movements in your body as you
breathe. There are so many movements
that happen in our bodies.
When you are writing in your
notebook which part of the body are you
moving? Or, when you turn and look at
your friend? Different parts of your body
move while you remain at the same
place, in these examples. You also move
from one place to another — you get up
and go to your teacher or to the school
compound, or go home after school. You
walk, run, skip, jump and move from
place to place.
Let us see how animals move from
place to place by filling up Table 8.1,
after discussing with our friends,
teachers and parents.
Walk, run, fly, jump, creep, crawl,
slither and swim – these are only a few
of the ways in which animals move from
one place to another. Why are there so
many differences in the way that
animals move from place to place? Why
is it that many animals walk while a
snake slithers or crawls and a fish
swims?
8.1 HUMAN BODY AND ITS MOVEMENTS
Let us look closely at some of our own
movements to begin with, before looking
at all these varieties of movements in
animals.
Do you enjoy doing physical exercise
at school? How do you move your hands
and legs while doing different exercises?
Table 8.1 How do animals move
from place to place?
l a m i n A
d e s u t r a p y d o B
g n i v o m r o f
o t e c a l p m o r f
e c a l p
s e o d w o H
l a m i n a e h t
? e v o m
w o C s g e L k l a W
s n a m u H
e k a n S y d o b e l o h W r e h t i l S
d r i B
t c e s n I
h s i F
Boojho wonders about movements
in plants. He knows they do not
move from place to place, but, do
they show any other kind of
movements?
©NCERT
not to be republished
67 BODY MOVEMENTS
Let us try some of the many movements,
our body is capable of.
Bowl an imaginary ball at an
imaginary wicket. How did you move
your arm? Did you rotate it at the
shoulder in a circular movement? Did
your shoulder also move? Lie down and
rotate your leg at the hip. Bend your
arm at the elbow and the leg at the knee.
Stretch your arm sideways. Bend your
arm to touch your shoulder with your
fingers. Which part of your arm did you
bend? Straighten your arm and try to
bend it downwards.  Are you able to do
it?
Try to move the various parts of your
body and record their movements in
Table 8.2.
Why is it that we are able to move a
few parts of our body easily in various
directions and some only in one
direction? Why are we unable to move
some parts at all?
Activity 1
Place a scale length-wise on your arm
so that your elbow is in the centre
(Fig. 8.1).
Ask your friend to tie the scale and
your arm together. Now,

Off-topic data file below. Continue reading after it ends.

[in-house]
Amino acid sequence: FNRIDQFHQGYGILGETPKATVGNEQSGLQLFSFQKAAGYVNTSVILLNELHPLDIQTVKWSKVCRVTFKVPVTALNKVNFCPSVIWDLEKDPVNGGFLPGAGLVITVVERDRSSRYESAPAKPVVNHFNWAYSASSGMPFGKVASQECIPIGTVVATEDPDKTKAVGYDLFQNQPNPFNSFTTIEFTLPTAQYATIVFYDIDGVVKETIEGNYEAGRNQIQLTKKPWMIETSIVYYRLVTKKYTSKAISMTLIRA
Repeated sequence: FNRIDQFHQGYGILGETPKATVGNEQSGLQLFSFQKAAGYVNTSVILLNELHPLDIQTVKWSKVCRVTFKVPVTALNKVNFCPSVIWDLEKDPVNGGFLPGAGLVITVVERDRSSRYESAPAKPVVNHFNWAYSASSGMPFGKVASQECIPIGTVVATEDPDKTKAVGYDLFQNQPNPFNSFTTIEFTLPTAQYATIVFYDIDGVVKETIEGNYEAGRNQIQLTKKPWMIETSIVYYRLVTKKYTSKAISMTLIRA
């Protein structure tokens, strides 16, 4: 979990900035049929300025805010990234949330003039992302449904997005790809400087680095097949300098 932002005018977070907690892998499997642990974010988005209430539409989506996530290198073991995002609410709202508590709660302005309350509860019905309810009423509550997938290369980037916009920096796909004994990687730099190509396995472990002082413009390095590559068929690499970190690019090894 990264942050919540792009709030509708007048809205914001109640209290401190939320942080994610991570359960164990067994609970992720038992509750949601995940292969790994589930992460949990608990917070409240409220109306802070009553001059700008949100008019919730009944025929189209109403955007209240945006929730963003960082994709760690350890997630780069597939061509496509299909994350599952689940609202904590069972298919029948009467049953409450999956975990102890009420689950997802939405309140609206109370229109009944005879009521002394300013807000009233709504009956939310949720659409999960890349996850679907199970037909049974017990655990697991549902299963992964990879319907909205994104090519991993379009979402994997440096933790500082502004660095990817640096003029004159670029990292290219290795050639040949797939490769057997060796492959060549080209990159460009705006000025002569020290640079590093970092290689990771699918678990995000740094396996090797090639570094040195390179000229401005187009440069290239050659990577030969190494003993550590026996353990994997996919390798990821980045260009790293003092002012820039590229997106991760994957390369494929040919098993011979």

try to bend your elbow.
Are you able to do it?
Table 8.2 Movements in our body
s e t a t o R
y l e t e l p m o c
s e t a t o R
s n r u t / y l t r a p
s d n e B s t f i L
t o n s e o D
l l a t a e v o m
k c e N s e Y
t s i r W
r e g n i F
e e n K
e l k n A
e o T
k c a B
d a e H
w o b l E
m r A s e Y
Fig. 8.1 Can you bend your
arm now?
Body Part
Movement
©NCERT
not to be republished
68 SCIENCE
Did you notice that we are able to
bend or rotate our body in places where
two parts of our body seem to be joined
together — like elbow, shoulder or neck?
These places are called joints. Can you
name more such joints? If our body has
no joints, do you think it would be
possible for us to move in any way at
all?
What exactly is joined together at
these joints?
Press your fingers against the top of
your head, face, neck, nose, ear, back of
the shoulder, hands and legs including
the fingers and toes.
Do you get a feel of something hard
pressing against your fingers?  The hard
structures are the bones. Repeat this
activity on other parts of your body. So
many bones!
Bones cannot be bent. So, how do
we bend our elbow? It is not one long
bone from the upper arm to our wrist. It
is different bones joined together at the
elbow. Similarly, there are many bones
present in each part of the body.  We
can bend or move our body only at those
points where bones meet.
There are different types of joints in
our body to help us carry out different
movements and activities. Let us learn
about some of them.
Ball and socket joints
Activity 2
Roll a strip of paper into a cylinder. Make
a small hole in an old rubber or plastic
ball (under supervision) and push the
paper cylinder into it as in Fig. 8.2. You
can also stick the cylinder on the ball.
Put the ball in a small bowl. Is the ball
rotating freely inside the bowl?  Is the
paper cylinder also rotating?
Now, imagine that the paper cylinder
is your arm and the ball is its end. The
bowl is like the part of the shoulder to
which your arm is joined. The rounded
end of one bone fits into the cavity
(hollow space) of the other bone
(Fig.8.3). Such a joint allows movements
in all directions.  Can you name another
such joint you can think of, recollecting
the body movements we tried at the
beginning of this section?
Fig. 8.2 Making a ball and socket joint
Fig. 8.3 A ball and socket joint
Pivotal Joint
The joint where our neck joins the head
is a pivotal joint. It allows us to bend
©NCERT
not to be republished
Page 4


66 SCIENCE
8
Body Movements
S
it absolutely still. Observe the
movements taking place in your
body. You must be blinking your
eyes, time to time. Observe the
movements in your body as you
breathe. There are so many movements
that happen in our bodies.
When you are writing in your